Interested in learning what's next for the gaming industry? Join gaming executives to discuss emerging parts of the industry this October at GamesBeat Summit Next. Register today.
I’m not usually a fan of grim and dark things. But seeing Diablo IV‘s gritty, bloody world in person made me feel good.
Blizzard announced Diablo IV today during the opening ceremonies for BlizzCon 2019 in Anaheim, California. I played it just a bit after its reveal, getting to spend 15 minutes with the Druid class on the PC version (it’s also coming to PlayStation 4 and Xbox One).
Diablo II was my favorite entry in the series, so I’m glad to see its influence return in Diablo IV. Diablo III’s aesthetic never felt right. Sure, it had demons and fire all that evil stuff, but it lacked the gothic grittiness of Diablo II. It was like Blizzard was holding back, trying not to make something too intense.
Blizzard isn’t holding back anymore.
Diablo IV has a more realistic look compared to the almost cartoon-like proportions and creatures of Diablo III. Monsters and humans now have enough detail to make the violence more impactful. I also enjoyed seeing my characters smeared in blood after a tough battle. I feel less like a kid breaking a bunch of piñatas and more like a warrior fighting for his life.
Diablo II always made you feel a bit uneasy when you played it. It’s world was grim and filled with despair. Diablo IV is giving me those vibes again.
Gameplay-wise, however, Diablo IV is leaning much closer to Diablo III. Combat is fast-paced and flashy. As the Druid, my skills focused on animals and nature. I had two pet wolves that would attack enemies on their own, or I could direct toward a specific foe. I could also summon a boulder that would roll in the direction I’m aiming, pushing enemies it hits back while damaging them. Another skill had me briefly transform into bear and charge forward.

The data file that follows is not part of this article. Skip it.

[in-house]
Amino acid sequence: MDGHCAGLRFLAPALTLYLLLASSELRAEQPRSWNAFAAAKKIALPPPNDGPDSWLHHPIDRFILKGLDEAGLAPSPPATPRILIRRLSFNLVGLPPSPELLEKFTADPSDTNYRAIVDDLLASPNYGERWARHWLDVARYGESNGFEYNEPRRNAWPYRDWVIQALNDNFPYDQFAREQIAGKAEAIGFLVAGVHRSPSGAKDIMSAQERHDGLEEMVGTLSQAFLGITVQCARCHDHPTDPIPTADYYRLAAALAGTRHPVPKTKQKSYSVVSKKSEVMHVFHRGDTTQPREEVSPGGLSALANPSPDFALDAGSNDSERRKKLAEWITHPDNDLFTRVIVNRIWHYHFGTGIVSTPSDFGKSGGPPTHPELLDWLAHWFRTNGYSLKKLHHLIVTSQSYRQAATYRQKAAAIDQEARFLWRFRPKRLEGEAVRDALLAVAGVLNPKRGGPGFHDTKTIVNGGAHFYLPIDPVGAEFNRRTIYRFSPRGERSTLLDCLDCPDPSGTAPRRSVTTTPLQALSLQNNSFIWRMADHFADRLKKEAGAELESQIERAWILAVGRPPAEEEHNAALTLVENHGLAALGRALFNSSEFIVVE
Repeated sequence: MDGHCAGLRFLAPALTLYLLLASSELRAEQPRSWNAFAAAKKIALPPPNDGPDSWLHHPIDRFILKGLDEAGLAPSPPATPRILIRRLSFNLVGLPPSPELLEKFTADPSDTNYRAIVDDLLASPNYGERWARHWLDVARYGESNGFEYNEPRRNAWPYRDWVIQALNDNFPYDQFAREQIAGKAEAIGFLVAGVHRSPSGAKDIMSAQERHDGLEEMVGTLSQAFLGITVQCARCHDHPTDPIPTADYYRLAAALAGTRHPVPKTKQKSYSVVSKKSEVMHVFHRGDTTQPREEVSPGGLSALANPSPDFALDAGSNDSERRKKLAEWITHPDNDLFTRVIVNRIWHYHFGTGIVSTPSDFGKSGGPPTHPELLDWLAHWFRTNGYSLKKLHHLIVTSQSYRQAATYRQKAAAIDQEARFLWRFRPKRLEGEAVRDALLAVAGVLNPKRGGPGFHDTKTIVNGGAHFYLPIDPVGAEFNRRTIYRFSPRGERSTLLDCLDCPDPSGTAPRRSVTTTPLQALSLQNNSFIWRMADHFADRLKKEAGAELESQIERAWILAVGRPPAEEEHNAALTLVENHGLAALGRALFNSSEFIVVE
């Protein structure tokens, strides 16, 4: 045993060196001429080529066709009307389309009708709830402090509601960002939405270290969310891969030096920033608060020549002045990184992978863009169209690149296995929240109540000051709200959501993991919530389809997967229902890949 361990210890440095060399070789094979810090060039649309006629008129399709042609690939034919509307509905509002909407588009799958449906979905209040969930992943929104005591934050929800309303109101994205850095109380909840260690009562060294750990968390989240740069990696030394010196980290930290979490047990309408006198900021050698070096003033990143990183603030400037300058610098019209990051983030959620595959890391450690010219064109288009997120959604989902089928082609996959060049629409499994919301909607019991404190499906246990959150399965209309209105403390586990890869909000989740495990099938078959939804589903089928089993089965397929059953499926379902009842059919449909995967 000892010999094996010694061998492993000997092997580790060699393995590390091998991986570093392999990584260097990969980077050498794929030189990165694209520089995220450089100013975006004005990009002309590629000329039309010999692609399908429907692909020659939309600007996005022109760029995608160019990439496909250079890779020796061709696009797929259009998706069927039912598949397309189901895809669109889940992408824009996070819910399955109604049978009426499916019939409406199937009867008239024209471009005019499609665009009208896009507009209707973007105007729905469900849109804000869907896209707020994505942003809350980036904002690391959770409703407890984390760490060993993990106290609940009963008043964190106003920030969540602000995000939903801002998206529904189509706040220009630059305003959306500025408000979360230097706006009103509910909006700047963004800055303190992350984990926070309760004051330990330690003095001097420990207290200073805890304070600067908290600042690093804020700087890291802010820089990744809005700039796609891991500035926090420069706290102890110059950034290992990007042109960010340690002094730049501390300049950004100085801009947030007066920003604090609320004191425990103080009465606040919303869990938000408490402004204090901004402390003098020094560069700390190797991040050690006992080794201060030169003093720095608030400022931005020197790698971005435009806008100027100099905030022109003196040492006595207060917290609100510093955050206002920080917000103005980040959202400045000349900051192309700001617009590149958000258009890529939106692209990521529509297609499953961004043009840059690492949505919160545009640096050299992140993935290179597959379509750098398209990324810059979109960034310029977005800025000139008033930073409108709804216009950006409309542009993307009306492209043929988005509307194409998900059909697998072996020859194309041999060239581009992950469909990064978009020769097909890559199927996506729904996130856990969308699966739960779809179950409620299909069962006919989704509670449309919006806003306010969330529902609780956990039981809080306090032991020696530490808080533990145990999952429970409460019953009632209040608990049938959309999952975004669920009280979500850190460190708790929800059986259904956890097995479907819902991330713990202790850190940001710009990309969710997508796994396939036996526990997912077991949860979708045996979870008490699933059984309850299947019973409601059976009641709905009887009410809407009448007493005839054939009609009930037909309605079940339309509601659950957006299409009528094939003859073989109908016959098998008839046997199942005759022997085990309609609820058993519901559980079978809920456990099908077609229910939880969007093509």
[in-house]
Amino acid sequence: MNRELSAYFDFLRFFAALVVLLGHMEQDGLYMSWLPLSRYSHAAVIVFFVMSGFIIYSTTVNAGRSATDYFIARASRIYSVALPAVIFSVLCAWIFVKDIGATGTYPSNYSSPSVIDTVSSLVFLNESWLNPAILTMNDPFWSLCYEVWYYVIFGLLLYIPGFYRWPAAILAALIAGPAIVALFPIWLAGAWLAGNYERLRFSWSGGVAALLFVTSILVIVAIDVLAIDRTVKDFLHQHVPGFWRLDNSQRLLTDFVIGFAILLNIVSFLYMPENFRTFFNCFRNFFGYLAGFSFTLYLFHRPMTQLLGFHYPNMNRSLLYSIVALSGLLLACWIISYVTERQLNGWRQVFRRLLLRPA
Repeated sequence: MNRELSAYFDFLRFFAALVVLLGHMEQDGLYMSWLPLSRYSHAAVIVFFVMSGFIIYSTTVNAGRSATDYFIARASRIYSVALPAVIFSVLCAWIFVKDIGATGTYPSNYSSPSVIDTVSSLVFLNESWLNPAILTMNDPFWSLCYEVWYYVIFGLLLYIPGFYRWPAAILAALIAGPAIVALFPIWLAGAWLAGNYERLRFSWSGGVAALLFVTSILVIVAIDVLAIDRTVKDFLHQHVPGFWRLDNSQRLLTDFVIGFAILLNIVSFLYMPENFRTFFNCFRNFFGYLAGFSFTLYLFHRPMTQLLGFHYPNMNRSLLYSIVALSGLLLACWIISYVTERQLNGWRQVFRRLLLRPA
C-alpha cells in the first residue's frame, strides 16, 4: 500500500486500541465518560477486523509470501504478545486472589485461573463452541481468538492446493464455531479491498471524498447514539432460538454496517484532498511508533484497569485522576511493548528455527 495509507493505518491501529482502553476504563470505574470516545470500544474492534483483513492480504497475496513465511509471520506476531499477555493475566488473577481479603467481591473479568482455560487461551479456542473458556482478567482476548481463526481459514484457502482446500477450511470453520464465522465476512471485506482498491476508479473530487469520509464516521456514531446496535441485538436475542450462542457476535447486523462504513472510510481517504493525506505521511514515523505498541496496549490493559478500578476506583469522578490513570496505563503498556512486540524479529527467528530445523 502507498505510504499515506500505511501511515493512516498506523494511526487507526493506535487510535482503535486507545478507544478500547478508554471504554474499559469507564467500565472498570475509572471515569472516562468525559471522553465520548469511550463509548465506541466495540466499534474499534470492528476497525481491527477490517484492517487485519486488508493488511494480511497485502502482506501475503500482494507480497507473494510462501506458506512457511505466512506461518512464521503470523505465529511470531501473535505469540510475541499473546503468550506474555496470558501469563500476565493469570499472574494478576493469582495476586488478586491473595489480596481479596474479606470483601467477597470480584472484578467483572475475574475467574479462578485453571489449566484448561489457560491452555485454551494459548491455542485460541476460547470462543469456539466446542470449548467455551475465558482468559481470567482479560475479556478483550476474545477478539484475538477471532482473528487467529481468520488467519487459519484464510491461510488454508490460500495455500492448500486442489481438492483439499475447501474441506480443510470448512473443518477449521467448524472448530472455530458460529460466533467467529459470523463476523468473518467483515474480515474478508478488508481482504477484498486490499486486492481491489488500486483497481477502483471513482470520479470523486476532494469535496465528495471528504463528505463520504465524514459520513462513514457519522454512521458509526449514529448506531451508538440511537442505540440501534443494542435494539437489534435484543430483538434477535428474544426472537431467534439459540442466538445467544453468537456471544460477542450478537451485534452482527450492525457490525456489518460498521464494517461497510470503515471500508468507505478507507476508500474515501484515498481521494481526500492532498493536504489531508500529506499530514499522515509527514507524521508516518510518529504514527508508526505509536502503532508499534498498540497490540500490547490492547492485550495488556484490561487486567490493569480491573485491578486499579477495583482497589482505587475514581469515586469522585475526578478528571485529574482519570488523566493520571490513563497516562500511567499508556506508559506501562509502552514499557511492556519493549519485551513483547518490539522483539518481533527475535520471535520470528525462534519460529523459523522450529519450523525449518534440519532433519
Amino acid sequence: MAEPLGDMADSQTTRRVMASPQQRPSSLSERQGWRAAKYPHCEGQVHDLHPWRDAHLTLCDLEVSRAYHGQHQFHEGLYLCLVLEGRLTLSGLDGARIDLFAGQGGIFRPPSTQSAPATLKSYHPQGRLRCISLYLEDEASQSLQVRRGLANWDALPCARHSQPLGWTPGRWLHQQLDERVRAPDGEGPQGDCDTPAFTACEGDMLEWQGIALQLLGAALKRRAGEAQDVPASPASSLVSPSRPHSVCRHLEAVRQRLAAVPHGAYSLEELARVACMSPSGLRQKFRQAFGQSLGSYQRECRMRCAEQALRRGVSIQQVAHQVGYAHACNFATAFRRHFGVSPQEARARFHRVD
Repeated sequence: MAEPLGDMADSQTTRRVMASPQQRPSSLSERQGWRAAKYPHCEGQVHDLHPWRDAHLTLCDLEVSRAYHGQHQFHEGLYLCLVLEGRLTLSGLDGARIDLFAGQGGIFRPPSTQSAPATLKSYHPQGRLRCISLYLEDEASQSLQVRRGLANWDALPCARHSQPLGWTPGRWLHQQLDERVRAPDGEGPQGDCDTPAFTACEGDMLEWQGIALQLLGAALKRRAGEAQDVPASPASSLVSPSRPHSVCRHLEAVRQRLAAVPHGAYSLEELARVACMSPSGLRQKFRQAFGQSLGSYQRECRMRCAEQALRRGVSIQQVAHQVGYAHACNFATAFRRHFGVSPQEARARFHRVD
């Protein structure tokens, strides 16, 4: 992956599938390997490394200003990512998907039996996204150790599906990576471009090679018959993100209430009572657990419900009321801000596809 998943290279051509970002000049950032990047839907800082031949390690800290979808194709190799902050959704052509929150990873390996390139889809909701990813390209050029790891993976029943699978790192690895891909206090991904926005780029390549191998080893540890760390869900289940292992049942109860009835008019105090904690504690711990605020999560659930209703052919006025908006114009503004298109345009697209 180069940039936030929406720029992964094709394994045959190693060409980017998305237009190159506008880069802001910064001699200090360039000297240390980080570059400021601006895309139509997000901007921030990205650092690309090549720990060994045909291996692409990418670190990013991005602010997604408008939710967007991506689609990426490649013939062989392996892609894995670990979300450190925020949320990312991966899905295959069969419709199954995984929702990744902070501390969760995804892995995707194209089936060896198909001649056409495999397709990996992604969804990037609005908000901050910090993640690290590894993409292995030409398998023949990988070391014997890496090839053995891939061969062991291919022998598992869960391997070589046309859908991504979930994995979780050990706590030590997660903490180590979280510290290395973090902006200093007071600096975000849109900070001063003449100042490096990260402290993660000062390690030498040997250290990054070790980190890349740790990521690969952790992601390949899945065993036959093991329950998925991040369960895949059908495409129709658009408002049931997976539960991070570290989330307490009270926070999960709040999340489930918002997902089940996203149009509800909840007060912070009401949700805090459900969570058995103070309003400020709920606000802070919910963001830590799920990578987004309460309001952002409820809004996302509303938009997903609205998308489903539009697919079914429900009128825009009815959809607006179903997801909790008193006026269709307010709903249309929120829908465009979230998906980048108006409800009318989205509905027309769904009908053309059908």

The animations for all of these abilities look awesome. Every move looks and feels like it hits with a ton of impact. Even my most basic attack, which transforms me into a kind of wolf-man to swipe my claws, looks brutal.
Some abilities take a resource to spend (Spirit, for the Druid). At least one will replenish that resource. Other moves just have a cooldown. So you’re using abilities often. Again, it feels a lot like Diablo III.
Talent lines and camera time
Progression is more of a question mark. I could access a Talents and Skills menu. Skills were laid out in rows, each assigned to a button. For example, there about four different skills I could assign to the 3 button on the keyboard. Again, this isn’t too dissimilar to how skills work in Diablo III, although the demo I played did not let me swap and change my abilities.
Talents do things like increase your stats. It wasn’t really a talent tree. The system looked more like two separate, zigzagging lines covered with dots. Spending points (which I’m not sure how you earn) on these dot can do things like increase your physical damage.
The most surprising moment of my demo happened when I left the first dungeon. The camera actually got lower, and I watched an in-game cinematic starring my Druid. In the past, all cutscenes in Diablo have been pre-rendered. They’re reserved for big moments, like the transition between different Acts.
Diablo IV, however, has in-game cutscenes that brings the camera out of its top-down angle. And they can happen for something as mundane as leaving a dungeon. It helps make the experience feel more cinematic.
Afraid of the dark
A cynic could call Diablo IV more of the same. You’re still running around in an isometric world killing hordes of demons. If you played Diablo III, it won’t feel all that much different.
But the aesthetic changes are important. Diablo IV feels gritty and brutal. It might even actually be scary. It’s bringing horror back to Diablo, and I’m happy to welcome the darkness back.
GamesBeat's creed when covering the game industry is "where passion meets business." What does this mean? We want to tell you how the news matters to you -- not just as a decision-maker at a game studio, but also as a fan of games. Whether you read our articles, listen to our podcasts, or watch our videos, GamesBeat will help you learn about the industry and enjoy engaging with it. Discover our Briefings.